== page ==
So, this is another practical side of living overseas edition of this blog. I don’t know about you, but tax season is definitely NOT my favorite season in the world. I am all for paying taxes– give to Caesar what is Caesar’s, etc. etc. but I’d rather not go to all the trouble of filling out paperwork and keeping records (but I do).
Unfortunately, just because we live overseas does not mean that we get a free-pass on filing US taxes. All US citizens are required to pay taxes no matter where they live.
But, bonus points for us: We get to fill out taxes here in Japan too! In Japanese!! Doesn’t that just make you excited? Do you know where to begin? You would probably have the same feelings I have looking at these forms, knowing that you are expected to fill them in: utter confusion, a bit of amusement, and a bit of stress. And you get exactly one month to do your taxes in Japan– February 15-March 15.
FACT: When I lived here in Japan before, I only had to file my taxes once. Suffice it to say that I was confused, the tax people were confused, I had loads of paperwork and well… we hope I did it correctly. The day I filed my Japanese taxes: March 11, 2011. The day of the huge earthquake and tsunami in Japan. Maybe I’ll post on that later.
Anyway, this last Saturday I had an opportunity to sit in on a tax class, which I would have loved to have been a part of those years ago. This copy that you see above (2 sides; and yes– it’s an actual paper file… e-filing isn’t that big here it seems) is just the deduction sheet… it’s not even the paper(s) for filing. We don’t have to file Japanese taxes this year, but we will next. I was surprised to find a lot of the female-halves of the marriages represented. We all sat around a table, harassed the AWESOME girl who helped organize the “party” with lots of specific questions (what about…you fill in the blank). And there was chocolate in the middle. It was just what we all needed.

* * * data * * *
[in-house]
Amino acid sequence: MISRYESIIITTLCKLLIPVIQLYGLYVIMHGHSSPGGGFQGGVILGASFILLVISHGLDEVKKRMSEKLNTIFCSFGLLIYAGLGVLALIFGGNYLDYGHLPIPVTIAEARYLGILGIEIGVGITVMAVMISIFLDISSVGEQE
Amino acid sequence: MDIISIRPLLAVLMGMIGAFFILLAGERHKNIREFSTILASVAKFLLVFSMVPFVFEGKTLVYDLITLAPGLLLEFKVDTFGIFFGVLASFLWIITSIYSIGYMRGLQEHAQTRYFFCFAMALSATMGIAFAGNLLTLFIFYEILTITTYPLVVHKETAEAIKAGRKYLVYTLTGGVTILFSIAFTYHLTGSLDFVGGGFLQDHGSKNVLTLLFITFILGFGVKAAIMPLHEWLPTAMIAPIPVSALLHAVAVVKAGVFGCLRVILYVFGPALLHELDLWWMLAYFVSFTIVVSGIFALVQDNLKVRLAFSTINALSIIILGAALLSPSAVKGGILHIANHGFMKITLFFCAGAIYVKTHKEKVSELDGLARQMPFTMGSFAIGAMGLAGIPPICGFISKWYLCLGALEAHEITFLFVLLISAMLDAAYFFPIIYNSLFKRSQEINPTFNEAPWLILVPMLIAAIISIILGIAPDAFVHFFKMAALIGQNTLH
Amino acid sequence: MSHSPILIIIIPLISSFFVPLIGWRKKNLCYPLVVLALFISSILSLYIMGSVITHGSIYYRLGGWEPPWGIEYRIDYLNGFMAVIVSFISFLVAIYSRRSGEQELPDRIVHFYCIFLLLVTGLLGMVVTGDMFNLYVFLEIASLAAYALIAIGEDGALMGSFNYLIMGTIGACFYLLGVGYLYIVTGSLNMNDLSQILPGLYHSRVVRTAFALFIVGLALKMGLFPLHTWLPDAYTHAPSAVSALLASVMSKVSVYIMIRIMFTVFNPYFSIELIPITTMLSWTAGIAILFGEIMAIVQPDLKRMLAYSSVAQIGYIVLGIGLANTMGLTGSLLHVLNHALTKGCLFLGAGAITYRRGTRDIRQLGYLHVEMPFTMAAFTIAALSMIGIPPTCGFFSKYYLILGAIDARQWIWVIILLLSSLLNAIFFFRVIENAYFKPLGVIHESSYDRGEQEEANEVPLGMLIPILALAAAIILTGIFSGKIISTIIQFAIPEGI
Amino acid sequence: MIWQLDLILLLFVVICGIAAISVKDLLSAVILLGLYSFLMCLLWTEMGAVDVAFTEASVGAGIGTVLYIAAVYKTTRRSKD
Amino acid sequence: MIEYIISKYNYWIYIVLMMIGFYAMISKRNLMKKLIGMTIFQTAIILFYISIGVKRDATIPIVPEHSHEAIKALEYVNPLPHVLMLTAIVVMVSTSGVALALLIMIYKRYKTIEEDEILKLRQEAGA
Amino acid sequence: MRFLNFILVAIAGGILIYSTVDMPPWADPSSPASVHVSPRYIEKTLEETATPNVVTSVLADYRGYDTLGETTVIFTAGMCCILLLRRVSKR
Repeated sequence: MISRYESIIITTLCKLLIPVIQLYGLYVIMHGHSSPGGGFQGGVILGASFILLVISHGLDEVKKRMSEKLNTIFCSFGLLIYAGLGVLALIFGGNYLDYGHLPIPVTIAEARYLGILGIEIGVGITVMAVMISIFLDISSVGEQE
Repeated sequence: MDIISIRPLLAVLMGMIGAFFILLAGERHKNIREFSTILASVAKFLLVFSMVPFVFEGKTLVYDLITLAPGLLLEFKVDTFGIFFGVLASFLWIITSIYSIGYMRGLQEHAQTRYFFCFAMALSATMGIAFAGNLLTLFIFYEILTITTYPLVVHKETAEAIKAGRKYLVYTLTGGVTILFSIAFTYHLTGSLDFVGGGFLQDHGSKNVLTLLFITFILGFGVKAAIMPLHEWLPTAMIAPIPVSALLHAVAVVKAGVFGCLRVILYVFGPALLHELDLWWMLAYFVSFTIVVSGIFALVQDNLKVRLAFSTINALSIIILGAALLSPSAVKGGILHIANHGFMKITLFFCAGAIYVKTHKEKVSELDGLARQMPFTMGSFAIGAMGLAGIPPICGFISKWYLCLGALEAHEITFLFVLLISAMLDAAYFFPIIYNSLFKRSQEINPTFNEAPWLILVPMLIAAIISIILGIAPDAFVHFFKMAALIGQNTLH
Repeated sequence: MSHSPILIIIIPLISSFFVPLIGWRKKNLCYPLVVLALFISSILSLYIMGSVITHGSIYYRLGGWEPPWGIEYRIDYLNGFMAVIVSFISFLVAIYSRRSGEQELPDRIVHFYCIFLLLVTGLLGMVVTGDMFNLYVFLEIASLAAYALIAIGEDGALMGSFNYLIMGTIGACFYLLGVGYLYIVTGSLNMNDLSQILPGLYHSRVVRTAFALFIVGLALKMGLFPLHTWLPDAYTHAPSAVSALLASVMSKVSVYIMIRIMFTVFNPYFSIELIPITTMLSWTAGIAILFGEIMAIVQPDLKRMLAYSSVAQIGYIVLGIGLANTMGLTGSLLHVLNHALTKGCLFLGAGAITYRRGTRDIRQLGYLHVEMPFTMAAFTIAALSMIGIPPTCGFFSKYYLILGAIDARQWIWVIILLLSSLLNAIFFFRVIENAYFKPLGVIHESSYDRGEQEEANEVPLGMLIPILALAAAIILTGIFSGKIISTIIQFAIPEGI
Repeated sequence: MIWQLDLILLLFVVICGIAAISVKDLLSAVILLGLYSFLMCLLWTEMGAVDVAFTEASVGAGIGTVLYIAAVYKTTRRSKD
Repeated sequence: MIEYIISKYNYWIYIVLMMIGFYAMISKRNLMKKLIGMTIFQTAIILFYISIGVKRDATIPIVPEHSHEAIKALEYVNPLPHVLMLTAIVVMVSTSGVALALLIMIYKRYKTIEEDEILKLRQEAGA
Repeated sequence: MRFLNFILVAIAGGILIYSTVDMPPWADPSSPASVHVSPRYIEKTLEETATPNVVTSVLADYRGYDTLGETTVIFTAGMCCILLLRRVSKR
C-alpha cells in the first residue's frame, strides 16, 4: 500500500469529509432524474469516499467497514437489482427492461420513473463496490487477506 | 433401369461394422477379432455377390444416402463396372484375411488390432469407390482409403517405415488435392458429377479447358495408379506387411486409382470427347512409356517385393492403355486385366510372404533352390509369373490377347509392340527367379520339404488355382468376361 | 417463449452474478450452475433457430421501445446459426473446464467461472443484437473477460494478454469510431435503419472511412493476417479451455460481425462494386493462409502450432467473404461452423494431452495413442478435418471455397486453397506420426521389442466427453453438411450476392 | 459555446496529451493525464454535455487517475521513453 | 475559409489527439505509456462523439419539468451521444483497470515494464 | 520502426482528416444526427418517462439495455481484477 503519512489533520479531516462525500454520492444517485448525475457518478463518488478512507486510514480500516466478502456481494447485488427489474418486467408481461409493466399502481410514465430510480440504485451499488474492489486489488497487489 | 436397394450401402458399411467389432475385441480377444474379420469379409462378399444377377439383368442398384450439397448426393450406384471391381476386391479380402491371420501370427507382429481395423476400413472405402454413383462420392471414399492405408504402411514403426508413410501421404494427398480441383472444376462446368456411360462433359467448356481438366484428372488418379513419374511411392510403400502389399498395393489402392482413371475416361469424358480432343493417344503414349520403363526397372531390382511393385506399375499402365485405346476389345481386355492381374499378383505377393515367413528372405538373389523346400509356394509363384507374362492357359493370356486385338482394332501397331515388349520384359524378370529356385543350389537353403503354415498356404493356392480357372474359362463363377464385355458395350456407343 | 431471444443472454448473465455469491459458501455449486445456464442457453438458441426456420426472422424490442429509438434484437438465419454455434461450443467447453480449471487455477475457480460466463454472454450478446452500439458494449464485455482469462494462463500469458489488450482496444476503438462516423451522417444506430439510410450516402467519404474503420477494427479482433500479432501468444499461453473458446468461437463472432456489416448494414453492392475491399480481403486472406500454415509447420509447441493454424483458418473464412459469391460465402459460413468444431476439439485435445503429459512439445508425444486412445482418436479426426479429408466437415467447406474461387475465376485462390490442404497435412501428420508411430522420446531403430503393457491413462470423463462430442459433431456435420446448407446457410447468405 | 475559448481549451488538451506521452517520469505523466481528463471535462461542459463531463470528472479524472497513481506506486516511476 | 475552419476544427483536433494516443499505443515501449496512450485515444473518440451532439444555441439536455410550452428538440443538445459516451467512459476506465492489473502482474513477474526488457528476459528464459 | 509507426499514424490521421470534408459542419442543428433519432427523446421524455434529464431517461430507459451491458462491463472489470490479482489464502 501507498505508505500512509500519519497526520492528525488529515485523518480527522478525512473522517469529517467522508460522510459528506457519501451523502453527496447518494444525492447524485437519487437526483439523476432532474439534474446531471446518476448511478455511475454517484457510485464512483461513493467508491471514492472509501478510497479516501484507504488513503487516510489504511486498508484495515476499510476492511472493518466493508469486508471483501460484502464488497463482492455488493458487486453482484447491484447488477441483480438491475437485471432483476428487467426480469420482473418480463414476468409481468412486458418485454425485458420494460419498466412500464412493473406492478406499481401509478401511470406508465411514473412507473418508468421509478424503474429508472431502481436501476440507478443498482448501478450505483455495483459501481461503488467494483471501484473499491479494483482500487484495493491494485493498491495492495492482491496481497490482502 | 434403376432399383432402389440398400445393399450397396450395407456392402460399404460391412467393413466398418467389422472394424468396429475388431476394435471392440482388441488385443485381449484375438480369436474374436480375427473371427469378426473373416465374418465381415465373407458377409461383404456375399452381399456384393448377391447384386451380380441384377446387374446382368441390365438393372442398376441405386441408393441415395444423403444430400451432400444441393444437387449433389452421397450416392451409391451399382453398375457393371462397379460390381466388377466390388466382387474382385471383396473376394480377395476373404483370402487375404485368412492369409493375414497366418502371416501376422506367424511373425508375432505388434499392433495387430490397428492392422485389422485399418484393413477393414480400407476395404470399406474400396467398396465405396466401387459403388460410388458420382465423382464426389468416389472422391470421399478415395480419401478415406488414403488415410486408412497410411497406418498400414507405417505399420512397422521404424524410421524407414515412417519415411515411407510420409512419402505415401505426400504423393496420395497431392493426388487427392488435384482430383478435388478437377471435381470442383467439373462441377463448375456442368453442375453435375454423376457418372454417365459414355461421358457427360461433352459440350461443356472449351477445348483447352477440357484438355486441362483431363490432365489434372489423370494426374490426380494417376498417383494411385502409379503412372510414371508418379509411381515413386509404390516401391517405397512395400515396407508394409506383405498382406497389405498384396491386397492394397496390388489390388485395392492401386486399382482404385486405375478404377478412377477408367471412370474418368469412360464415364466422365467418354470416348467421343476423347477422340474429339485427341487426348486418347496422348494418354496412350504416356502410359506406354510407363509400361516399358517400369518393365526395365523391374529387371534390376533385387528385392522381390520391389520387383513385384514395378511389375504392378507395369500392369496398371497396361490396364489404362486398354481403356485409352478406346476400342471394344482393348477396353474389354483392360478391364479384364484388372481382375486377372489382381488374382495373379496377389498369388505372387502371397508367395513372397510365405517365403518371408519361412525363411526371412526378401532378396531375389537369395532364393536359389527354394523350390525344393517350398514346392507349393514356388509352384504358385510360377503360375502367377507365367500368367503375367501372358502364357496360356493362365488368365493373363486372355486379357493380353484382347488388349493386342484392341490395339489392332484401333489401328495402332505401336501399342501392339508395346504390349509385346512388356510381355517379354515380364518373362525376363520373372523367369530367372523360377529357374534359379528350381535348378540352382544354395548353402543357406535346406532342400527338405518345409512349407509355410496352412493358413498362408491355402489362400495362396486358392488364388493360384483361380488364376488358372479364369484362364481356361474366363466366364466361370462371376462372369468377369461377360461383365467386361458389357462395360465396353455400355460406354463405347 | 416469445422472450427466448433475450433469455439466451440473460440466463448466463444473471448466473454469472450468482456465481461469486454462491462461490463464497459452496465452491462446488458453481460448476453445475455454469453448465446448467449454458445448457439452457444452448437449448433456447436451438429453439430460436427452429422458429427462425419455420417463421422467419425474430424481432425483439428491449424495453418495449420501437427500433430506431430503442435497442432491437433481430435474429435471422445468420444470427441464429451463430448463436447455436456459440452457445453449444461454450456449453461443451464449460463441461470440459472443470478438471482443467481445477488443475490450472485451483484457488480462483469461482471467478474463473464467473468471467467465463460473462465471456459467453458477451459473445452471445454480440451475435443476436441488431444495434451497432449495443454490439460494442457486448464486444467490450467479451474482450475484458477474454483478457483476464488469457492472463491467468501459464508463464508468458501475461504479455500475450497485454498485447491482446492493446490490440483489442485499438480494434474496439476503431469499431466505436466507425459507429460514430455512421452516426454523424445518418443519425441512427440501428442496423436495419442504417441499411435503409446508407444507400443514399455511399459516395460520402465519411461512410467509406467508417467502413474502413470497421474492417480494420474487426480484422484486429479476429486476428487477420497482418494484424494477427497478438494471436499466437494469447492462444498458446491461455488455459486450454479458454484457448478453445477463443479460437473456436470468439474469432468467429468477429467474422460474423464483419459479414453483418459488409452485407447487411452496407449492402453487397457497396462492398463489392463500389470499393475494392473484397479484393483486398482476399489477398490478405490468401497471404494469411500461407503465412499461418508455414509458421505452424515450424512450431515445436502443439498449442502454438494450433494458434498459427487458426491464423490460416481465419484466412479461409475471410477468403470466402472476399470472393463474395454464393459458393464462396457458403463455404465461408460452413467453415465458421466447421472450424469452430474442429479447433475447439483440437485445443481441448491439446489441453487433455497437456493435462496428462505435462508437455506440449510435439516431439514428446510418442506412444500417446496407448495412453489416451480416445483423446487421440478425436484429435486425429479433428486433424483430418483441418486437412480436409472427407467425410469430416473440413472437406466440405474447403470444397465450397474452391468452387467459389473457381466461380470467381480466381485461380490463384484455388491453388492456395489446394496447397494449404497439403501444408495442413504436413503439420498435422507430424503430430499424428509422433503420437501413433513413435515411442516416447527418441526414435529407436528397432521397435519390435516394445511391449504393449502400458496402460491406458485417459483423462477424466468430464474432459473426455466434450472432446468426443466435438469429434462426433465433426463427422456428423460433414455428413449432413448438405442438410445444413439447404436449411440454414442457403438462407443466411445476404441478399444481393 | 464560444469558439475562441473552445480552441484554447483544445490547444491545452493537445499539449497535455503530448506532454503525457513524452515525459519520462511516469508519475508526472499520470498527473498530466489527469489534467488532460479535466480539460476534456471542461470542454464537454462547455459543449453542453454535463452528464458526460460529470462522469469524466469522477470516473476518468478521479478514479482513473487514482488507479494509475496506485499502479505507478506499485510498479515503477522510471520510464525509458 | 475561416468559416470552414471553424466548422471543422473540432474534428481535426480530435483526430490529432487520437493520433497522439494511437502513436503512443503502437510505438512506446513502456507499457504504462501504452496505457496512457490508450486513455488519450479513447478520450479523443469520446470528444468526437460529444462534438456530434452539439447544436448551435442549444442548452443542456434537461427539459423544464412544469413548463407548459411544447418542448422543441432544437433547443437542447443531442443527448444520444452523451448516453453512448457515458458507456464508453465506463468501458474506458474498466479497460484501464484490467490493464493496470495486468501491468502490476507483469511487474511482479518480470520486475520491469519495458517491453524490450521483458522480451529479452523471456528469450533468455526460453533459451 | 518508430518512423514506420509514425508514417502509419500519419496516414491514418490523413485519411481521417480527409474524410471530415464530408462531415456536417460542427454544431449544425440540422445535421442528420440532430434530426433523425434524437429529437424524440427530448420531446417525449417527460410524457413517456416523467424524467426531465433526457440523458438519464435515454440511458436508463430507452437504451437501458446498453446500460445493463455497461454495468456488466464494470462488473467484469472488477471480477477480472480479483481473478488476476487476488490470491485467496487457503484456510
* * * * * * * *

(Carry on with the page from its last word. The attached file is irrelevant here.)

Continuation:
Being a missionary living overseas requires a lot of paperwork and record keeping. Technically, we’re a self-employed people, and our expenses and records-keeping are similar to those who own their own business, so to speak. Just tonight, I sat down with Vicente to work through how you do this kind of record keeping with receipts in a foreign language and exchange rates and converting the TONS of receipts we have. I’ll keep doing it, I don’t mind and it’s easier for me to figure out what the receipts are for, but we both need to know how to do it.
This is fun stuff guys.
Well, not at all. But it’s a necessary part of life, only more complicated living overseas.
So, now you know another facet of what I spend significant time doing.